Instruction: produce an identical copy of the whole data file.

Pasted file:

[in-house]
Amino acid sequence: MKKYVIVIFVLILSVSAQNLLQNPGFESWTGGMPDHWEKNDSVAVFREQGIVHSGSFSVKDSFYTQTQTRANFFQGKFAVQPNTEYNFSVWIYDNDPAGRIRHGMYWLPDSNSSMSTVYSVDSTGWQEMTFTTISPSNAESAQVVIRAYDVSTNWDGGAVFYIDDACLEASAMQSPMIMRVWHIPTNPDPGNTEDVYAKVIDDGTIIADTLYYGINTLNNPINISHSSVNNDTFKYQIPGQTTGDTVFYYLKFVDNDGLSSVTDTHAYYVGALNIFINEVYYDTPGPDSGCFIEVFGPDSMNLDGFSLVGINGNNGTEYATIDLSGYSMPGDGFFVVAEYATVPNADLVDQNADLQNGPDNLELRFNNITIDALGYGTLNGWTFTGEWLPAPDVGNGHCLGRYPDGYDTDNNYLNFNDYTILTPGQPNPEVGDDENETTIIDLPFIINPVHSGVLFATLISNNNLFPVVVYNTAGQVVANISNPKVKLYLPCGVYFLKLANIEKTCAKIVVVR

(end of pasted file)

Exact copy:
[in-house]
Amino acid sequence: MKKYVIVIFVLILSVSAQNLLQNPGFESWTGGMPDHWEKNDSVAVFREQGIVHSGSFSVKDSFYTQTQTRANFFQGKFAVQPNTEYNFSVWIYDNDPAGRIRHGMYWLPDSNSSMSTVYSVDSTGWQEMTFTTISPSNAESAQVVIRAYDVSTNWDGGAVFYIDDACLEASAMQSPMIMRVWHIPTNPDPGNTEDVYAKVIDDGTIIADTLYYGINTLNNPINISHSSVNNDTFKYQIPGQTTGDTVFYYLKFVDNDGLSSVTDTHAYYVGALNIFINEVYYDTPGPDSGCFIEVFGPDSMNLDGFSLVGINGNNGTEYATIDLSGYSMPGDGFFVVAEYATVPNADLVDQNADLQNGPDNLELRFNNITIDALGYGTLNGWTFTGEWLPAPDVGNGHCLGRYPDGYDTDNNYLNFNDYTILTPGQPNPEVGDDENETTIIDLPFIINPVHSGVLFATLISNNNLFPVVVYNTAGQVVANISNPKVKLYLPCGVYFLKLANIEKTCAKIVVVR